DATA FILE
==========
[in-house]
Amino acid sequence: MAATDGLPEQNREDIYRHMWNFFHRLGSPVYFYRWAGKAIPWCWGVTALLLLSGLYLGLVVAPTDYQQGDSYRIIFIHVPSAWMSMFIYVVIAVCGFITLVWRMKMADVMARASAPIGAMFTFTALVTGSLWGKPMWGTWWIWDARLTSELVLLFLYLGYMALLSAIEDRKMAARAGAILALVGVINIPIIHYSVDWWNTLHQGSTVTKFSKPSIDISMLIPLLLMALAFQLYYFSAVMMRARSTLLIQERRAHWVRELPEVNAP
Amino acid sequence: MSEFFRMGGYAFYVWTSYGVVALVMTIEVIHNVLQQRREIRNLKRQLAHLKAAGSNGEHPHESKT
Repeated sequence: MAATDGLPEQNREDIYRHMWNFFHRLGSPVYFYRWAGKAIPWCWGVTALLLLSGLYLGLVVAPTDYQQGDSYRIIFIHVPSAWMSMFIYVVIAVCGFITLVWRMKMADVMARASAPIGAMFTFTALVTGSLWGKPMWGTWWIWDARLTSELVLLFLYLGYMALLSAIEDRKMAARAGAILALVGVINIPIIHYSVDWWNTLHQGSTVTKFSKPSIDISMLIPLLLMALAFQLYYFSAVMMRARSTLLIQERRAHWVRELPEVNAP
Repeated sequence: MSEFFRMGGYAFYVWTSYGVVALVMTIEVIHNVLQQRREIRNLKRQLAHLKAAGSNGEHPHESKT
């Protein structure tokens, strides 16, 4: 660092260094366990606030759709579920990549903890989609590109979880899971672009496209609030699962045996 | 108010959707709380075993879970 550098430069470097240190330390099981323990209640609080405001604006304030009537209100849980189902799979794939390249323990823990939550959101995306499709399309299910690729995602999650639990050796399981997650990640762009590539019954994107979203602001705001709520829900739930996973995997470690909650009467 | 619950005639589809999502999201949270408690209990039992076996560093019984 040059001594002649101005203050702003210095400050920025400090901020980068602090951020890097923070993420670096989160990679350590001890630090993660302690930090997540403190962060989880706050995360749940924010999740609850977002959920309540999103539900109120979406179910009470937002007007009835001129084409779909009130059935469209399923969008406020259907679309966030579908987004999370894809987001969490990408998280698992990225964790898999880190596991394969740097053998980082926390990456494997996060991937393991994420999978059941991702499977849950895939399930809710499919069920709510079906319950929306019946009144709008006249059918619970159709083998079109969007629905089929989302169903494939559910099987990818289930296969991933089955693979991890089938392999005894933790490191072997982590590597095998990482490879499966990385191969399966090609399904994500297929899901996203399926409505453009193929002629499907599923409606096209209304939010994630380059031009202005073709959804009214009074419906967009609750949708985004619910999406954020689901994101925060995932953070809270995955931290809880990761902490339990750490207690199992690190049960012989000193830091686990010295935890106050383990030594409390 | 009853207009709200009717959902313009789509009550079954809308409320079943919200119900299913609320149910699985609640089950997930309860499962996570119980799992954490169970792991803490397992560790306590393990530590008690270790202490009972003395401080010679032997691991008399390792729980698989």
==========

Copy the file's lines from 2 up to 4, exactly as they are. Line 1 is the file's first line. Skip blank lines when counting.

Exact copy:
Amino acid sequence: MAATDGLPEQNREDIYRHMWNFFHRLGSPVYFYRWAGKAIPWCWGVTALLLLSGLYLGLVVAPTDYQQGDSYRIIFIHVPSAWMSMFIYVVIAVCGFITLVWRMKMADVMARASAPIGAMFTFTALVTGSLWGKPMWGTWWIWDARLTSELVLLFLYLGYMALLSAIEDRKMAARAGAILALVGVINIPIIHYSVDWWNTLHQGSTVTKFSKPSIDISMLIPLLLMALAFQLYYFSAVMMRARSTLLIQERRAHWVRELPEVNAP
Amino acid sequence: MSEFFRMGGYAFYVWTSYGVVALVMTIEVIHNVLQQRREIRNLKRQLAHLKAAGSNGEHPHESKT
Repeated sequence: MAATDGLPEQNREDIYRHMWNFFHRLGSPVYFYRWAGKAIPWCWGVTALLLLSGLYLGLVVAPTDYQQGDSYRIIFIHVPSAWMSMFIYVVIAVCGFITLVWRMKMADVMARASAPIGAMFTFTALVTGSLWGKPMWGTWWIWDARLTSELVLLFLYLGYMALLSAIEDRKMAARAGAILALVGVINIPIIHYSVDWWNTLHQGSTVTKFSKPSIDISMLIPLLLMALAFQLYYFSAVMMRARSTLLIQERRAHWVRELPEVNAP